Mazda and Toyota Take Their Relationship to the Next Level, Start Planning an Assembly Plant
Toyota Motor Corp. is set to strike a deal to take a 5-percent stake in fellow Japanese automaker Mazda Motor Corp. The alliance includes the construction of a joint-venture $1.6 billion U.S. automotive plant and sharing EV technology — showing that Mazda hasn’t totally sworn off the idea of an electric car.
The two companies have been dating casually for a couple of years; Toyota sometimes uses Mazda’s Mexican factory to build compact cars, the two have fostered a love child (the Mazda 2-based Toyota Yaris iA), but this is the first time they’ve seriously considered moving in together. Toyota claimed the decision was about more than just a strategy to share technology, suggesting the automakers had genuine feelings for one another.
“The greatest fruit of our partnership with Mazda is that we have found a new partner who truly loves cars,” Toyota President Akio Toyoda said in a statement, “It has also sparked Toyota’s competitive spirit, increasing our sense of not wanting to be bested by Mazda. This is a partnership in which those who are passionate about cars will work together to make ever-better cars. It is also the realization of our desire to never let cars become commodities.”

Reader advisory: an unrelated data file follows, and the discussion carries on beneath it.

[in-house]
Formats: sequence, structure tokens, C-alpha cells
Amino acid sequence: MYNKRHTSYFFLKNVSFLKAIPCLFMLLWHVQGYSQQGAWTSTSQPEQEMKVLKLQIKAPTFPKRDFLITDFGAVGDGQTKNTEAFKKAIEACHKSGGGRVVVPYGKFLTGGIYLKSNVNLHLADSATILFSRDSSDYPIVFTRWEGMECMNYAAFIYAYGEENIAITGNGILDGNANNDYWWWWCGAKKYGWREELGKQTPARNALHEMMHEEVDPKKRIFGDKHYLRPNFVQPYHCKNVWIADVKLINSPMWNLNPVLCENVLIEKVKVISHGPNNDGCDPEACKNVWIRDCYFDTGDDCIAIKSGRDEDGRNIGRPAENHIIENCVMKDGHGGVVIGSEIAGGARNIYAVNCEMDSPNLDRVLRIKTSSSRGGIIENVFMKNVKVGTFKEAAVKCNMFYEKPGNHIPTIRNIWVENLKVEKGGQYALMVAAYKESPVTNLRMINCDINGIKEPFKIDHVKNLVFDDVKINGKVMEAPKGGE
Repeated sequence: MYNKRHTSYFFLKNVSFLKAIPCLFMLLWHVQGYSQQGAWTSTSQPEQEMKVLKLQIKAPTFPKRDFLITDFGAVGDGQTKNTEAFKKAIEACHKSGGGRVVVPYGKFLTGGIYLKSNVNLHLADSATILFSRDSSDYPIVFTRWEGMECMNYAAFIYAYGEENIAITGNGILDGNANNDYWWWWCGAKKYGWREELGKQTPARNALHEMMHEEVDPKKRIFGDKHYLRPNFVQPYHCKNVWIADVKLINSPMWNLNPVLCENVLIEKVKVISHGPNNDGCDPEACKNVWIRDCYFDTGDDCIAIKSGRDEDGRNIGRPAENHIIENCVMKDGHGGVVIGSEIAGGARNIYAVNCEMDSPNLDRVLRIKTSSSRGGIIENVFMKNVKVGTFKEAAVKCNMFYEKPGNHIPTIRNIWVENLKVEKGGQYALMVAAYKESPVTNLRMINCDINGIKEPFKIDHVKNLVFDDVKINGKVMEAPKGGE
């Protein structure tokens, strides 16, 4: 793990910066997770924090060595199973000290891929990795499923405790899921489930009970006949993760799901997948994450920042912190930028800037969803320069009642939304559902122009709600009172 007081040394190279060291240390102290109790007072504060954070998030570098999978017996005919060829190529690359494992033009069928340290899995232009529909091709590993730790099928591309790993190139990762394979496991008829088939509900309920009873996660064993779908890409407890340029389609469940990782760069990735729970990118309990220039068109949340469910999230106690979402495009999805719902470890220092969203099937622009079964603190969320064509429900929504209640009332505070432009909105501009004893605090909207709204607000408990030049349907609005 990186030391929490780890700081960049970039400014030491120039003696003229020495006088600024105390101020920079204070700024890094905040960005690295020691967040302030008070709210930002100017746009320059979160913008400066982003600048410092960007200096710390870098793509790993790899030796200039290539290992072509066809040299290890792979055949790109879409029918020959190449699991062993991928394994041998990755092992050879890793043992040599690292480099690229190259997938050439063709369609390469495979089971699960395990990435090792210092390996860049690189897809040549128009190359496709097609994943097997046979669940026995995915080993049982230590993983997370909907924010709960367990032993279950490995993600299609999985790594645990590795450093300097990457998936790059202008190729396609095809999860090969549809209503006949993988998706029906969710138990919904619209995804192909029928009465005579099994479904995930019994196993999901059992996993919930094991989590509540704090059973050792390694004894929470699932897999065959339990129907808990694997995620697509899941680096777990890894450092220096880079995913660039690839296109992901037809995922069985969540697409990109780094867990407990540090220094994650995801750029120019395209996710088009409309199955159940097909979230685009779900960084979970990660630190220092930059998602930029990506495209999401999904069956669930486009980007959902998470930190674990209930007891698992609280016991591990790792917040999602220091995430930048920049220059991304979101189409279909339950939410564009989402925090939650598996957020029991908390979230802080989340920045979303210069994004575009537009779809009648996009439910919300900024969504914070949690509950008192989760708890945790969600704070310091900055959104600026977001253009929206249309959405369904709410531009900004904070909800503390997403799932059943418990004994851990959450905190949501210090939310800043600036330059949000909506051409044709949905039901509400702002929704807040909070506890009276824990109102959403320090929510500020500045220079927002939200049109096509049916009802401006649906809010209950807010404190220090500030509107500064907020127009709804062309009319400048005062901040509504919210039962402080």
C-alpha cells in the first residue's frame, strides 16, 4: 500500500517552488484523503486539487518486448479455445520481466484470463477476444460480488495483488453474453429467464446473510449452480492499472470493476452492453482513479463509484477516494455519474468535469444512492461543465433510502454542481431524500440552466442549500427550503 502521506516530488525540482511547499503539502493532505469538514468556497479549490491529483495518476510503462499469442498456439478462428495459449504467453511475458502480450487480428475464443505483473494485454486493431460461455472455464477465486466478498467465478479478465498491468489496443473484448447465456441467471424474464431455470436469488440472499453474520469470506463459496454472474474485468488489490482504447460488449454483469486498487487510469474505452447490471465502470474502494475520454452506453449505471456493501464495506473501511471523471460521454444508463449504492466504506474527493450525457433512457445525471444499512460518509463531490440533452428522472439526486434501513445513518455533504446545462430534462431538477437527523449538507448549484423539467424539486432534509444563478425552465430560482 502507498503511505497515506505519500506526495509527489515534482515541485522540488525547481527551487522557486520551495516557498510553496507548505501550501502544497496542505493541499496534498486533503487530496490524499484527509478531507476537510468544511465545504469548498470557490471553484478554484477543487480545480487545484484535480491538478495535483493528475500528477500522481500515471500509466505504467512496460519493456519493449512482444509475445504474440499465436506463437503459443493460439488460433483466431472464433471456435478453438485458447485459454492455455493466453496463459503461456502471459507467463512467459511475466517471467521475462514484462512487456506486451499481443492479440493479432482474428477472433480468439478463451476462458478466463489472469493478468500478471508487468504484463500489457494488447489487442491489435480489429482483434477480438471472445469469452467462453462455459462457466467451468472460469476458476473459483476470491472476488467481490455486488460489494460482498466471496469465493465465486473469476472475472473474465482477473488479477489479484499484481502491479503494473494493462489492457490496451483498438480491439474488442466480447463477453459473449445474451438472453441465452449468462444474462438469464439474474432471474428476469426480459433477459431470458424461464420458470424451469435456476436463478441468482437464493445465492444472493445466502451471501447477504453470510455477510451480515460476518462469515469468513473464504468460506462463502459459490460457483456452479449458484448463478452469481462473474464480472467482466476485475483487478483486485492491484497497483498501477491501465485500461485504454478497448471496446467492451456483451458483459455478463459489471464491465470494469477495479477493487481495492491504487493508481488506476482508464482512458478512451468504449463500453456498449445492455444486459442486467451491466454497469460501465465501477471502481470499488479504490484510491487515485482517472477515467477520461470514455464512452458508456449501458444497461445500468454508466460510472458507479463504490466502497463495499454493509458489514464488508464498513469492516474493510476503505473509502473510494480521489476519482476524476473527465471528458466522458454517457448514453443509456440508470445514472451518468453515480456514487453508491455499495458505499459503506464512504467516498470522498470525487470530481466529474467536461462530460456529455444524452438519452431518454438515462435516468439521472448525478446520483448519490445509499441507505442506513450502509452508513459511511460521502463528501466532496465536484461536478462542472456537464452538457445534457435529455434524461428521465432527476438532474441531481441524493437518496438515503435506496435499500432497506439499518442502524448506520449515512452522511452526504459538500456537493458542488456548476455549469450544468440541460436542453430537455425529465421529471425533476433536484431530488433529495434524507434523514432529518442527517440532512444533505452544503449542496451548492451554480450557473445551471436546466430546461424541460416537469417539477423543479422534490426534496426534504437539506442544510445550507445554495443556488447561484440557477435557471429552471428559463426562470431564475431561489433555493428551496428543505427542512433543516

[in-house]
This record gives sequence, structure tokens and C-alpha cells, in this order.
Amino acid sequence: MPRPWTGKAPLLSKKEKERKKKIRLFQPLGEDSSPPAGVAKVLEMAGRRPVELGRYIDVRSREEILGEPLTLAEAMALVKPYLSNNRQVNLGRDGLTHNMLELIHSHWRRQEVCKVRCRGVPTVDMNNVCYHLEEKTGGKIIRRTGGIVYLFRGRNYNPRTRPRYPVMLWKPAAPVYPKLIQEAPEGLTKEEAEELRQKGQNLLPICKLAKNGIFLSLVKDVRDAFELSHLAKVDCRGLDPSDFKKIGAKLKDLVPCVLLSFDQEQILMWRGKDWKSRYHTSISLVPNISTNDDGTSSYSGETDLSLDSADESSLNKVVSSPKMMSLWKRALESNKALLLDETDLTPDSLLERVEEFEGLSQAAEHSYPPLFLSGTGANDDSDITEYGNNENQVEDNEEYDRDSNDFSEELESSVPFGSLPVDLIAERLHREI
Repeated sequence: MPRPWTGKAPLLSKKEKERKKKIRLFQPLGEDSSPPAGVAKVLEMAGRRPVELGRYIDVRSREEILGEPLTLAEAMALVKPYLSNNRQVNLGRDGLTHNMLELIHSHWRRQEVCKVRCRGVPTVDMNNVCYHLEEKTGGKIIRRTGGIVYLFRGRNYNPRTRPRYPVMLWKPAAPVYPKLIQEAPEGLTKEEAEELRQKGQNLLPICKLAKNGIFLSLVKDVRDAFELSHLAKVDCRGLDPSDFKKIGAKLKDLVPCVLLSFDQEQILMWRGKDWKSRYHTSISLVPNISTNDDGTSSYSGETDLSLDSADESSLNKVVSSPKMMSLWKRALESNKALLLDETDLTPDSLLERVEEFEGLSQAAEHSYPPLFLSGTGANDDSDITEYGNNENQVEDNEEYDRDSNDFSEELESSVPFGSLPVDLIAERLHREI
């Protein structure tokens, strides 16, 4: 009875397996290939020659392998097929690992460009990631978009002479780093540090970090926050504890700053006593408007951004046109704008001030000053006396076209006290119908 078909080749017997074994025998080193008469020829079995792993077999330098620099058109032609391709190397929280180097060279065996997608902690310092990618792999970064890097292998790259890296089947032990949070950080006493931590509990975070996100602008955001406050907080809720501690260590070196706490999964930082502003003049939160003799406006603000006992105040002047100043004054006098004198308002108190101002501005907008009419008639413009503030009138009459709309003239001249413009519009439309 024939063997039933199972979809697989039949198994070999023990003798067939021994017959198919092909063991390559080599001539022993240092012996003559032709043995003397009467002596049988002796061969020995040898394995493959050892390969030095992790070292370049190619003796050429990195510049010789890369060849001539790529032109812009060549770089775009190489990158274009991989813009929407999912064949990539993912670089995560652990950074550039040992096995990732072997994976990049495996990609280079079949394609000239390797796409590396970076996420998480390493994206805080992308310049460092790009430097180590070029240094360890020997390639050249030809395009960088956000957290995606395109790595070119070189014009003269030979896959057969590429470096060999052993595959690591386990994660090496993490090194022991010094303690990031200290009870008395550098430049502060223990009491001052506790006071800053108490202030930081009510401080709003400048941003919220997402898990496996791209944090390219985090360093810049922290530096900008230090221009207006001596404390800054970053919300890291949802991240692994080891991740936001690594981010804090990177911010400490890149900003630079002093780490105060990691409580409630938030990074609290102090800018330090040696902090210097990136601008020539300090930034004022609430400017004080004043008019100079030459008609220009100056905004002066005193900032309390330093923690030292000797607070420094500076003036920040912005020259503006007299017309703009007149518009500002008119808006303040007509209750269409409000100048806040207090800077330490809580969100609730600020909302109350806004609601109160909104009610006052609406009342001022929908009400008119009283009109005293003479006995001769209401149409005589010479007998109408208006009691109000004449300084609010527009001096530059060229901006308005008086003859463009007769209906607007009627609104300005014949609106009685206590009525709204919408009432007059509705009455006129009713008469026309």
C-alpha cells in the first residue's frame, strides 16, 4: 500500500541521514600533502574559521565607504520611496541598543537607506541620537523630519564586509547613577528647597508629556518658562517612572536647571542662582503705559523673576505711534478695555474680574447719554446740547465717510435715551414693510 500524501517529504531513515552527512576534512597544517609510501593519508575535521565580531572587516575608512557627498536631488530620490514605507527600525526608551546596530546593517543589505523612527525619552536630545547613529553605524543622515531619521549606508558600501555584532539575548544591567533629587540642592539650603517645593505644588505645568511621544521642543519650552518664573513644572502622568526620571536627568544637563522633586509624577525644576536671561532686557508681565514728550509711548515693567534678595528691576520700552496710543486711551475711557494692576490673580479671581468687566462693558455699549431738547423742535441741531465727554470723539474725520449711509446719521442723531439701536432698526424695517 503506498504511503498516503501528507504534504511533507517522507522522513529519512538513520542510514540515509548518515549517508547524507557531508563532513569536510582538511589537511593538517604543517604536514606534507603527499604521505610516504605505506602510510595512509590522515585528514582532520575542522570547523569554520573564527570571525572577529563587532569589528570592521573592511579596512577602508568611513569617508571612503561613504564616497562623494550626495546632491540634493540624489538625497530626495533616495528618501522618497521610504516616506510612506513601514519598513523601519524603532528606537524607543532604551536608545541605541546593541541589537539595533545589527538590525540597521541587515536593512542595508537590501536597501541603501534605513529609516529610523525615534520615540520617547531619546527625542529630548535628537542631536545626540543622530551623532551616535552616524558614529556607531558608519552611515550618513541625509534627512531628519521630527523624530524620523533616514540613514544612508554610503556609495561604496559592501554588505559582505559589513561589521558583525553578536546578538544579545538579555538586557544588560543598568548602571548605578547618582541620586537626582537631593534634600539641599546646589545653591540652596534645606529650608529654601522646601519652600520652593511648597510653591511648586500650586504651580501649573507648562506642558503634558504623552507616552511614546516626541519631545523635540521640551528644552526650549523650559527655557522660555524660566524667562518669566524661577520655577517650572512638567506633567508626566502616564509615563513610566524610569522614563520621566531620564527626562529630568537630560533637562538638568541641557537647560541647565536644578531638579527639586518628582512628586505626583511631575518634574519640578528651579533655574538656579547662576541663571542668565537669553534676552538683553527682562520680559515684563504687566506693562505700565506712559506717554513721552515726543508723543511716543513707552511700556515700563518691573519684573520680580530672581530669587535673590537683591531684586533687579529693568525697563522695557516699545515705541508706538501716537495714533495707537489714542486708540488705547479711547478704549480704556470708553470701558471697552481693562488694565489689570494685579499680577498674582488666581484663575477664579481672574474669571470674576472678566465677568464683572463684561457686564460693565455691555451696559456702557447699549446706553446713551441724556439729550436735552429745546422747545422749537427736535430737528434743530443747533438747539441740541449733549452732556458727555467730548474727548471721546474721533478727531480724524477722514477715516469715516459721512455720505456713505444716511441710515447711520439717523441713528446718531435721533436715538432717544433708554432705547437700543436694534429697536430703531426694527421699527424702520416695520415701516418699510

However Toyota doesn’t want to be tied down to one company. The brand also has a 16.5 percent stake in Subaru, and explained that its 2015 technology-sharing foray was “an engagement announcement, not a marriage announcement.”
The wedding is definitely still on.
“Nothing would please me more than if, through this alliance, we can help to energize the auto industry and create more car fans by bringing together two competitive spirits to spur each other on, leading to innovations and fostering talent and leaders,” said Mazda CEO Masamichi Kogai of the union.
While the partnership helps keep Toyota as the world’s largest carmaker, Mazda has the most to gain. With no production facilities within the United States, there’s definitely some apprehension about what might happen if Donald Trump delivers on his protectionist promises — especially since North America makes up the over a third of Mazda’s revenue (and 21 percent of it operating profits in 2016).
With an R&D budget of roughly 140 billion yen ($1.27 billion) for 2017, Mazda also lacks the funds to develop electric cars on its own — a problem shared by Subaru and Suzuki. However, Toyota swooped in with a sack of money to help them while also helping itself.
At the new U.S. factory, Mazda intends to produce jointly developed models specifically for the North American market, while Toyota plans to build the Corolla. Excess Tacoma production will be sent over to the company’s new Mexican facility, which was originally built to handle the Corolla.
Pending approval from relevant government agencies, the companies will begin to examine detailed plans with the goal to start operations at the new plant by 2021. Toyota claims it will have capacity of approximately 300,000 units and create 4,000 American jobs.
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